Depending on the size of your company, another decision to make is how you will communicate your departure with the wider business. The most important thing is that workers hear the news from you—whether that be in a meeting or through a personal email—and, if their state of employment may change, what that impact will look like for them.


4. Select Your Exit Strategy

Once you have a clearer understanding of your long-term goals and the state of your finances, you can move forward with an exit plan tailored to your unique needs. Four of the most common strategies to choose from include:

Keep the Business in the Family

Some small-business owners may want to continue the family legacy by passing the reins over to a loved one. This can be beneficial as you have time to train your family members and can serve as an advisor once you do decide to step back. However, it is important to ensure that you have someone who is fully committed to the idea and that any business partners or investors are comfortable with the individual you select.

Merge or Become Acquired

With a merger or acquisition, your company is either purchased by or merges with a partner that has similar goals to your own business. This strategy can be
time-consuming as you have to wait for your business to be purchased, and your brand may not continue on as it once was. But, it does give you the option to negotiate terms as well as your price and provides you with the ability to walk away from the company.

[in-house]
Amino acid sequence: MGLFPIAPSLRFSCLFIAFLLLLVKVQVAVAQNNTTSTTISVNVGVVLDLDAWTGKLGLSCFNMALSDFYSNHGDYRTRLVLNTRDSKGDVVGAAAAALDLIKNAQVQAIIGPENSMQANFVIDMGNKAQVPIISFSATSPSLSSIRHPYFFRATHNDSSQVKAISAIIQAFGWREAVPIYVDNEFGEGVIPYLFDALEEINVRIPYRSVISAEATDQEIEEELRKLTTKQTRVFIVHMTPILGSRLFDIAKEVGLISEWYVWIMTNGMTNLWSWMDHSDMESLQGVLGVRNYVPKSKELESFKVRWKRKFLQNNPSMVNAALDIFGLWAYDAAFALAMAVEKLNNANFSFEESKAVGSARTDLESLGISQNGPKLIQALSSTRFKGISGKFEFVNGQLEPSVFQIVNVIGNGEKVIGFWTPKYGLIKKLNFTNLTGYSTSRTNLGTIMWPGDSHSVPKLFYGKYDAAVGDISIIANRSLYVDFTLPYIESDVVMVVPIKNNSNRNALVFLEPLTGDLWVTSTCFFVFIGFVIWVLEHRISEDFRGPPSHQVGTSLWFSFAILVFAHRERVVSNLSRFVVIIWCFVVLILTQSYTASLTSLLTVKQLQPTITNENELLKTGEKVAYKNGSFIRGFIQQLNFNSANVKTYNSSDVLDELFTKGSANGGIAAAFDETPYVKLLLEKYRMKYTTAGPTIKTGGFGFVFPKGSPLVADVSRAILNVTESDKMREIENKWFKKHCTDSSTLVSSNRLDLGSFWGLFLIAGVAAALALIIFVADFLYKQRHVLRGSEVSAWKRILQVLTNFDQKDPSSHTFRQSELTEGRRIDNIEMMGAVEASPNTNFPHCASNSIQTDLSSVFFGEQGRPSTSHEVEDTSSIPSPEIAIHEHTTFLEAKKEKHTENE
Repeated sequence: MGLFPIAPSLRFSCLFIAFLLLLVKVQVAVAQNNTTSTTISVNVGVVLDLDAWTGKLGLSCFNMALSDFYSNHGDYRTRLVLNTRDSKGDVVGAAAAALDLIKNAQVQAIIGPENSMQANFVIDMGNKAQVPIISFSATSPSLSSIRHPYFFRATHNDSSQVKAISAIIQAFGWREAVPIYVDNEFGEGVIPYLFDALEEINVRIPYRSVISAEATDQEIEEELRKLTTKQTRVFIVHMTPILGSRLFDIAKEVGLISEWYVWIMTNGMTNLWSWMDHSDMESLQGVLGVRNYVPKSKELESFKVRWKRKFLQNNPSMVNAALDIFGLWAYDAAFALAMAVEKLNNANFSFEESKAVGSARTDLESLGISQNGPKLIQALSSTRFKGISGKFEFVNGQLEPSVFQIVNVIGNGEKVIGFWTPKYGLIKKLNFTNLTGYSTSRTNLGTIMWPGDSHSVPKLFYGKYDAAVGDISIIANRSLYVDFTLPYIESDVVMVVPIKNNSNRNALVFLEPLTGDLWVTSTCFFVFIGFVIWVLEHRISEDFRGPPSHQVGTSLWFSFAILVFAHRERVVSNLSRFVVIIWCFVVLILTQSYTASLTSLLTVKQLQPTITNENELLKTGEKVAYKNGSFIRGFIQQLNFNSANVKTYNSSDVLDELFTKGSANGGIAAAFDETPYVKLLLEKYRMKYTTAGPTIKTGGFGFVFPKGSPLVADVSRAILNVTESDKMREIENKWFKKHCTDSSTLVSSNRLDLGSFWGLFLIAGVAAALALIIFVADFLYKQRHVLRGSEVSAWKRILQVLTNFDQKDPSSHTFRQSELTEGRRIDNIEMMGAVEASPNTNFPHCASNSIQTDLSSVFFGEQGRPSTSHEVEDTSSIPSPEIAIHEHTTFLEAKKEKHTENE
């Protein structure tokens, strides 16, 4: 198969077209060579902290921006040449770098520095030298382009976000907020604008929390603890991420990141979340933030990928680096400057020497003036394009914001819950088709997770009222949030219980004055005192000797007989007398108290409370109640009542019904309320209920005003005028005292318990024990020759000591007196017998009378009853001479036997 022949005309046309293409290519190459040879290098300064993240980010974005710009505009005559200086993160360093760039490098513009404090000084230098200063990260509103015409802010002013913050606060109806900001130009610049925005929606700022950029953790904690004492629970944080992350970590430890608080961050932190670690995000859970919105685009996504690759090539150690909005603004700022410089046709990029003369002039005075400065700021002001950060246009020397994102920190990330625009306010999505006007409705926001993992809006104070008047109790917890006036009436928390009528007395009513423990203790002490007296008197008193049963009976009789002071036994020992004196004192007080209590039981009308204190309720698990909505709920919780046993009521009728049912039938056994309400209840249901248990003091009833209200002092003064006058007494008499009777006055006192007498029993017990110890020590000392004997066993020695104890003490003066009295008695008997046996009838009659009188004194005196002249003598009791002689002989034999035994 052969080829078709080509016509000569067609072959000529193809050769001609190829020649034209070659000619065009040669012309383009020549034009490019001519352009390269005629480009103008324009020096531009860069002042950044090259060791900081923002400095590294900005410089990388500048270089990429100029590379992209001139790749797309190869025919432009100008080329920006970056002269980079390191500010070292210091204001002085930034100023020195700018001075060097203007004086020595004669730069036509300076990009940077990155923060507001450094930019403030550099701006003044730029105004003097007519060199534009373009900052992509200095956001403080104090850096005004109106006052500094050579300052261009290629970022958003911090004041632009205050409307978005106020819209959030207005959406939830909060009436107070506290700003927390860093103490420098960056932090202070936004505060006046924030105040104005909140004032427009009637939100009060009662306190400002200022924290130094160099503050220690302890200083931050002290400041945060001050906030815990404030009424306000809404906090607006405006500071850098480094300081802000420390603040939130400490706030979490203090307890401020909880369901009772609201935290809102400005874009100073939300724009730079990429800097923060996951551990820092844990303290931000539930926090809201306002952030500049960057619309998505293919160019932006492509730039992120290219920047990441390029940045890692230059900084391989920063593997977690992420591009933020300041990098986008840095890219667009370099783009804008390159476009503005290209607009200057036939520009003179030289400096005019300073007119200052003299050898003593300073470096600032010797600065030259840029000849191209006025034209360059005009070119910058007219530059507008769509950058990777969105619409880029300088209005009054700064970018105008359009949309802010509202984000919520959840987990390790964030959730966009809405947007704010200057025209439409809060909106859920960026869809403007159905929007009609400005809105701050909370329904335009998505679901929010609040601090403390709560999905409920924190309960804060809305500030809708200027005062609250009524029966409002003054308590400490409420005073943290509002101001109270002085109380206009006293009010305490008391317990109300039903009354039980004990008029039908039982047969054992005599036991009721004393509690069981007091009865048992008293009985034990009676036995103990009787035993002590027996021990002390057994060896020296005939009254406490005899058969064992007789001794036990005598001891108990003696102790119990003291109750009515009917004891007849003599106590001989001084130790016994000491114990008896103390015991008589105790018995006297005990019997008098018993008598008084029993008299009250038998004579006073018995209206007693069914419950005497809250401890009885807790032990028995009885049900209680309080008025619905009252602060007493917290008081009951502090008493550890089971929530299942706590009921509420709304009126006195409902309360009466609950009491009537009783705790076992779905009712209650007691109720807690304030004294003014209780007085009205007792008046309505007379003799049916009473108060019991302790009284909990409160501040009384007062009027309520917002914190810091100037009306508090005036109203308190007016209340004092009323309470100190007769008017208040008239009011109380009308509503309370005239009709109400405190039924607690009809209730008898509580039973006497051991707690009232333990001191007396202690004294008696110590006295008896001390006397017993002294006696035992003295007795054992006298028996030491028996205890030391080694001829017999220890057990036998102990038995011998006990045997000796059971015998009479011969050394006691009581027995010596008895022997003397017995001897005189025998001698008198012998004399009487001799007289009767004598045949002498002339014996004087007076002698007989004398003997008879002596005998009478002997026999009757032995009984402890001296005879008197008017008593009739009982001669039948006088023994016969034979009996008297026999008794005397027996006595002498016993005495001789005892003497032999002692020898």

Sell to a Partner or an Investor

If you aren’t the only owner of your business, you may want to sell your stake to a business partner or another investor. This can be one of the smoothest transition plans, as you are working with a buyer who is already familiar with your operations and understands the value of your business. But if there are no stakeholders that are interested in buying you out of your share, you may be forced to pursue another option.


Sometimes, a business owner may be ready to put an end to a chapter in their career. If that resonates with you, liquidation may be the most suitable option. Liquidation entails winding down your business and selling your marketable assets.

If you elect to liquidate, keep in mind that you must use the money you earn through the process to pay off whatever debts your business has and pay out any shareholders.

That said, liquidation can also prevent you from assuming personal liability for any outstanding tax debt the company owns.

Preparing Your Exit Plan

The best exit strategy for your business is the one that best fits your goals and expectations. By thinking ahead and considering your options long before you plan to step away, you will be better positioned when the time comes.

As you begin crafting your own exit strategy, you may want to work with a financial advisor to ensure your plans align with your long-term goals. For any questions that pertain to your exit plan, contact our team of business planning specialists.


- Guta, M. (2021, March 12). 48% of business owners who want to sell have no exit strategy. Small Business Trends. Retrieved April 26, 2022, from